Water shortages threaten to reduce global food supply by more than 10% in the next 25 years. Aquifer depletion, salinization of soils, and the reallocation of agricultural water to other sectors and users will combine to limit irrigated crop production. China’s projected grain shortfall alone (conservatively estimated at 175 million tons per year by 2025) would result in steep price increases and disruption of world grain markets, the brunt of which would be felt by the world’s poorest nations.

Exactly how much water will be needed to meet projected food demand is not well understood, but studies suggest that at least 20% more irrigation water will be needed by 2025. Falling investments in new dams and irrigation, combined with unsustainable aquifer depletion rates, dim the prospects for substantially increased irrigation even if it were desirable. Water demand competition is also growing among other stakeholders, including those of industry, expanding urban centers, and aquatic ecosystems. Assuming for a moment, however, that the 2025 global crop water requirement is met entirely by irrigation, an additional 2,050 cubic kilometers would be needed yearly—equivalent to the annual flow of twenty-four Nile Rivers or Colorado Rivers.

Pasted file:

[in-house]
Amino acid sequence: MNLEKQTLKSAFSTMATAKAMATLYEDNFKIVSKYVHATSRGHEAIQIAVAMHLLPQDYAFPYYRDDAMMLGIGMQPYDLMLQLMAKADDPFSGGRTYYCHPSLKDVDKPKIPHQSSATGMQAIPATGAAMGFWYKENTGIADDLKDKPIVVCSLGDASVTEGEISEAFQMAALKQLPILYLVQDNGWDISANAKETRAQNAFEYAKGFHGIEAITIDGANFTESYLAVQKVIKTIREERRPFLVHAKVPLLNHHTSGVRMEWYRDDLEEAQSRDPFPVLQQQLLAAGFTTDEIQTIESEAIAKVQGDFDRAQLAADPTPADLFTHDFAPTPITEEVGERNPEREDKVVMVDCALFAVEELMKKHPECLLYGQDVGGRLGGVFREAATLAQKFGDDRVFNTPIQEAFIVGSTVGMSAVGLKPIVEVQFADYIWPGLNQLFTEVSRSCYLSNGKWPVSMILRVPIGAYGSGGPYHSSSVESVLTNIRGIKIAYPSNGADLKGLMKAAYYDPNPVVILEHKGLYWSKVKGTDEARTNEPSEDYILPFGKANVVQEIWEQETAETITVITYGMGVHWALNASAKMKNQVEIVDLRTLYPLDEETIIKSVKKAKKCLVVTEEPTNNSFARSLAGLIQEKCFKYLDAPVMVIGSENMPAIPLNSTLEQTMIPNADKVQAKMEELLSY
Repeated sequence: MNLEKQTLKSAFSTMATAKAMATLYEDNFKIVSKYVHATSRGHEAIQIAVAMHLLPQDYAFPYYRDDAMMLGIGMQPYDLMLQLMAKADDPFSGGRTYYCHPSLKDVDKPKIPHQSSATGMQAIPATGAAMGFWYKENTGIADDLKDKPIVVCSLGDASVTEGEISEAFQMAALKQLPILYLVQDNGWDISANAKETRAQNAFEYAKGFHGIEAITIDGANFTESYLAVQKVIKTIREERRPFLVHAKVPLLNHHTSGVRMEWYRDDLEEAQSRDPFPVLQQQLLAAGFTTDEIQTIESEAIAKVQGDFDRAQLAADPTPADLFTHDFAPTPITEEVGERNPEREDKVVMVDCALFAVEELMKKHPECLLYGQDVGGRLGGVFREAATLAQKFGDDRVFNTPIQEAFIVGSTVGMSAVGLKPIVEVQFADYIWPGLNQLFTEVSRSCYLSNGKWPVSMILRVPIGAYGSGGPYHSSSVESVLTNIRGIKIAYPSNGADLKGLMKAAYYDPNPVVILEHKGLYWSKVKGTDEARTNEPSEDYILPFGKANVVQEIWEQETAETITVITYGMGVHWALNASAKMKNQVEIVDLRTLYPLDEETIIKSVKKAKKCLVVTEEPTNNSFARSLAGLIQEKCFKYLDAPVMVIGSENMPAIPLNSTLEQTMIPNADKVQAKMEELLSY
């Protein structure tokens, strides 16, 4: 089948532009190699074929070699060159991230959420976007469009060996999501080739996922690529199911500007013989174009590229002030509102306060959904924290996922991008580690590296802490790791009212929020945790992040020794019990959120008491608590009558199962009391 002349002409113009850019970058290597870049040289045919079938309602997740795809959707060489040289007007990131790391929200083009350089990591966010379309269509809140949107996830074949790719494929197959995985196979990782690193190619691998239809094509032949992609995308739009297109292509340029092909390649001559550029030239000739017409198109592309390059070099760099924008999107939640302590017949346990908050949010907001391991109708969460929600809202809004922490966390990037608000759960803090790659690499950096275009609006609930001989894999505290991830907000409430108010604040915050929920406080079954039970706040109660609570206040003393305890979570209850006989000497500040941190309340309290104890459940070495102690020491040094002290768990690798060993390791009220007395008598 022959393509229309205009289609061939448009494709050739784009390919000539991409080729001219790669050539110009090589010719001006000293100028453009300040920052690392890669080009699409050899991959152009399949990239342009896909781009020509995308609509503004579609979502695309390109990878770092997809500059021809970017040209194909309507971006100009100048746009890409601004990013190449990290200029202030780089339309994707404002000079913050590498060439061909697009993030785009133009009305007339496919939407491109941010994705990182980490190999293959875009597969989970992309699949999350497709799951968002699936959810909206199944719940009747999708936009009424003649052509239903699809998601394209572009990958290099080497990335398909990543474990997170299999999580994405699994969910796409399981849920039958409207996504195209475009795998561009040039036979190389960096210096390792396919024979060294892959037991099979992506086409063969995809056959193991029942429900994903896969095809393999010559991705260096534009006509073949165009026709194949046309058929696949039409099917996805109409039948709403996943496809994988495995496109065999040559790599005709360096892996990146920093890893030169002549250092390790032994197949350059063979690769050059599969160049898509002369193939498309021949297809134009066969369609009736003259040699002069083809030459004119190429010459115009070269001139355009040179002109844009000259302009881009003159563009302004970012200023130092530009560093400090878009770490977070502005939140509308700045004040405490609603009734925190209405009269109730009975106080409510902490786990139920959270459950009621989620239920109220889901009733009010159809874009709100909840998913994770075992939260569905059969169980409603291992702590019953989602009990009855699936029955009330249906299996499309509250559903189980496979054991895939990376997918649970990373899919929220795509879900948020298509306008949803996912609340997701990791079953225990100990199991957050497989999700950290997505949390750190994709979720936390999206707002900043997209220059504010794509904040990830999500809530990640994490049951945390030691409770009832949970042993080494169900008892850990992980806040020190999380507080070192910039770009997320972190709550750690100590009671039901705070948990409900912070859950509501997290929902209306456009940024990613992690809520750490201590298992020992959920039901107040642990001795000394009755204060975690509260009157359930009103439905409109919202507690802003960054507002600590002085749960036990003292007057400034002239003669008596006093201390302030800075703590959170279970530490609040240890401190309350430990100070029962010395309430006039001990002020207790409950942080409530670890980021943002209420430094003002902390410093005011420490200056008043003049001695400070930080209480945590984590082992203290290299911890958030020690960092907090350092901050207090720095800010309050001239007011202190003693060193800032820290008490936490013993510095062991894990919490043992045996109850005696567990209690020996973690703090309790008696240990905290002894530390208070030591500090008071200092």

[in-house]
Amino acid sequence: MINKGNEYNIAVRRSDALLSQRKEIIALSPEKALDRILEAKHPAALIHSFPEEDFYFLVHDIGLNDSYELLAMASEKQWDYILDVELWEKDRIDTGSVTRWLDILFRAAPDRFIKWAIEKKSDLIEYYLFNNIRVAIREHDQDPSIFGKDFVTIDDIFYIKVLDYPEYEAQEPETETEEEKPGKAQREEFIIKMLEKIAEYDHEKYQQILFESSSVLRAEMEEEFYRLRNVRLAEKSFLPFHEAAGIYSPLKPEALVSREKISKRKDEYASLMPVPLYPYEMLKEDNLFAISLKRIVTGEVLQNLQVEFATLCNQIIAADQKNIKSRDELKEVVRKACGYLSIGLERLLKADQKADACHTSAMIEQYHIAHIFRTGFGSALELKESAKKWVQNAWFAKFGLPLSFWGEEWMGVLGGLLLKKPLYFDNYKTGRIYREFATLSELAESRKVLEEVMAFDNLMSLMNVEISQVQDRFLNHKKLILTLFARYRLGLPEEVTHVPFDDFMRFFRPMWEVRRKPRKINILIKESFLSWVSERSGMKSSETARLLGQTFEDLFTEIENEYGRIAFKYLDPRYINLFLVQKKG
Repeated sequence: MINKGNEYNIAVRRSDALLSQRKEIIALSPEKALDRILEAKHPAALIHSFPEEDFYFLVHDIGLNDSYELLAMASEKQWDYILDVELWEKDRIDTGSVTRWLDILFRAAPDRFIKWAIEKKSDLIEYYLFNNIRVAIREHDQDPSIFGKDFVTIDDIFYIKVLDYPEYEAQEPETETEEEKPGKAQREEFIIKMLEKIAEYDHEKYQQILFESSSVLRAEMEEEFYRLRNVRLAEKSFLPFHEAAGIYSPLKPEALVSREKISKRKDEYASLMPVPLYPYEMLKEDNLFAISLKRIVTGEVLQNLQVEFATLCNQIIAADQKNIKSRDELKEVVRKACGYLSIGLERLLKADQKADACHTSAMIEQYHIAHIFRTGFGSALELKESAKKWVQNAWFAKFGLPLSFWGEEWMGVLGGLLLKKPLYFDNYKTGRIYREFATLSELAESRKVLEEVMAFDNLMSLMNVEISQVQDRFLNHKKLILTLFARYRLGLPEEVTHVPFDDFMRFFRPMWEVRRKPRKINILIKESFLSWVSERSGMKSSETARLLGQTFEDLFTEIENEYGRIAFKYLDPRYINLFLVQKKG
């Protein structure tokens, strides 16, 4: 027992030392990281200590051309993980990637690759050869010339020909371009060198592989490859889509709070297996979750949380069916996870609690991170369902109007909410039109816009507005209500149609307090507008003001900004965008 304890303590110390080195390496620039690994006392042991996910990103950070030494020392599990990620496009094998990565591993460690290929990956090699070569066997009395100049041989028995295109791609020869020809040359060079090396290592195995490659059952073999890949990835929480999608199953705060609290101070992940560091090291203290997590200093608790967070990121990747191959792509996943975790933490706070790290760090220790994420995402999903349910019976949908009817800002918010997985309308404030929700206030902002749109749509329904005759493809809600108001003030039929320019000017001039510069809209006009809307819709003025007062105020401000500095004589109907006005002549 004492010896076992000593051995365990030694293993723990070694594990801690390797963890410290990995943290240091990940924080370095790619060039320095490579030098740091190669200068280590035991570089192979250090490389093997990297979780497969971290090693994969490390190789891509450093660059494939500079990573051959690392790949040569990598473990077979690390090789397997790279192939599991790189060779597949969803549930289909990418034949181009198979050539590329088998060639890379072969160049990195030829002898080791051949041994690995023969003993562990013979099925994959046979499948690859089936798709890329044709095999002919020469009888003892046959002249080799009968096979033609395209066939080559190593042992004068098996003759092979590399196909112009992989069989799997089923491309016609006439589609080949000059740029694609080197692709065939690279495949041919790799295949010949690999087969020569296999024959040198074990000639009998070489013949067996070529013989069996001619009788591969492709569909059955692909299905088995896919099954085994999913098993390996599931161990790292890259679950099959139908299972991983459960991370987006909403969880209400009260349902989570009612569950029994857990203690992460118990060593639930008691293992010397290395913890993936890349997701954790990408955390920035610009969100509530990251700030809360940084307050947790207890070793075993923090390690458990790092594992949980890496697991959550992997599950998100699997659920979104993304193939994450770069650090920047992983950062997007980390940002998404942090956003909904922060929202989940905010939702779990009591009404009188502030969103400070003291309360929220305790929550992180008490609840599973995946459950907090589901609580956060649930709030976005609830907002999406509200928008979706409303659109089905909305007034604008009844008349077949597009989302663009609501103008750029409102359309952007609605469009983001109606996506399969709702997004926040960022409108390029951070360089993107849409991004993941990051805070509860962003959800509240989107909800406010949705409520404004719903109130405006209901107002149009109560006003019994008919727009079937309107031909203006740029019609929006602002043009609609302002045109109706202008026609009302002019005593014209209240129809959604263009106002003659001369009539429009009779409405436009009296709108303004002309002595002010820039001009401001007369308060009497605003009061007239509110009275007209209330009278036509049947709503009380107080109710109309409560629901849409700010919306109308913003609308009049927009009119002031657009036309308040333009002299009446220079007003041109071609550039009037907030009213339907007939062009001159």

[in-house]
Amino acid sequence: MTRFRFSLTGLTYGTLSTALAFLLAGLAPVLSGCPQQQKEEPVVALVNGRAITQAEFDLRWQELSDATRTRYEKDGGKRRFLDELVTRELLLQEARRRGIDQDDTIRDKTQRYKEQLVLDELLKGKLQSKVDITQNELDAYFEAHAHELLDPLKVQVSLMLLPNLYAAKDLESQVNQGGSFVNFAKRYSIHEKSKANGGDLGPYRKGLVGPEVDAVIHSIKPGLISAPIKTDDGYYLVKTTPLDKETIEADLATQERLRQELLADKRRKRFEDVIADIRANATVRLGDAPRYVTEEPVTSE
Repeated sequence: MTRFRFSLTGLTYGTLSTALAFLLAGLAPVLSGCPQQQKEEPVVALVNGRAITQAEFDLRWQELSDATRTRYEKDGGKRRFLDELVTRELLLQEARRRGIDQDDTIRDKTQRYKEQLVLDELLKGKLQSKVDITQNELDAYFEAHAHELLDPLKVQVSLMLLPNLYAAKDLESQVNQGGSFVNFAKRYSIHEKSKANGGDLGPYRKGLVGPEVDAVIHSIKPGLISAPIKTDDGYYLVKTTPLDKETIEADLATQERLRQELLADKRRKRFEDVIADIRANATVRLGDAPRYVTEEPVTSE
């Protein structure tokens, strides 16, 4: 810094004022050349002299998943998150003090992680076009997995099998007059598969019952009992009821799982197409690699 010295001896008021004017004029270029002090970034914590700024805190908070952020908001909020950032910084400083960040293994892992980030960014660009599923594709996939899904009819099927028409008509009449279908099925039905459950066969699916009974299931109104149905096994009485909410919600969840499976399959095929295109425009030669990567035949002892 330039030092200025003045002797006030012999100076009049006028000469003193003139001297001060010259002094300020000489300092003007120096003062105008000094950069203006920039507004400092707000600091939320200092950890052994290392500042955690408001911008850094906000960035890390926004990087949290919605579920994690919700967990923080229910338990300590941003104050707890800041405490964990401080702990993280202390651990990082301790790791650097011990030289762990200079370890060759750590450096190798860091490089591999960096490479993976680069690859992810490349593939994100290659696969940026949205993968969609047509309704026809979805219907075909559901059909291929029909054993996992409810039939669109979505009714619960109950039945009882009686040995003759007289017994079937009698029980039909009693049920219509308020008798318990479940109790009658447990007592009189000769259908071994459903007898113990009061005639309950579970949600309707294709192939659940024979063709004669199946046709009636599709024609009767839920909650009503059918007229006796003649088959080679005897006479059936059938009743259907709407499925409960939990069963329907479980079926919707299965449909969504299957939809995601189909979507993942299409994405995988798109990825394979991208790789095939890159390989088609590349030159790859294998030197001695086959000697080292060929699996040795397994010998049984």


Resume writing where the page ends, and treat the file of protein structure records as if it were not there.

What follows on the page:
Water Scarcity Threatens Global Animal-protein Production

The animal protein component of the global food supply also has significant linkages with water resources management. The world relies heavily on oceans and rangelands for animal protein, but since 1990 both of these systems have been approaching their productive limits. Oceanic systems yield 80 million tons of seafood per year, a particularly important protein source in developing countries that accounts for one-fifth of animal protein consumed worldwide. Little or no growth can be expected in oceanic fish catch, however, as all 17 of the world’s major fishing areas have either reached or exceeded their natural limits. Beef production has also peaked, due at least in part to declining soil fertility of more than 20% of the world’s pasture and rangeland. Meanwhile, aquaculture has become the fastest growing sector of the world food economy, and is now poised to overtake cattle ranching as a food source by 2010.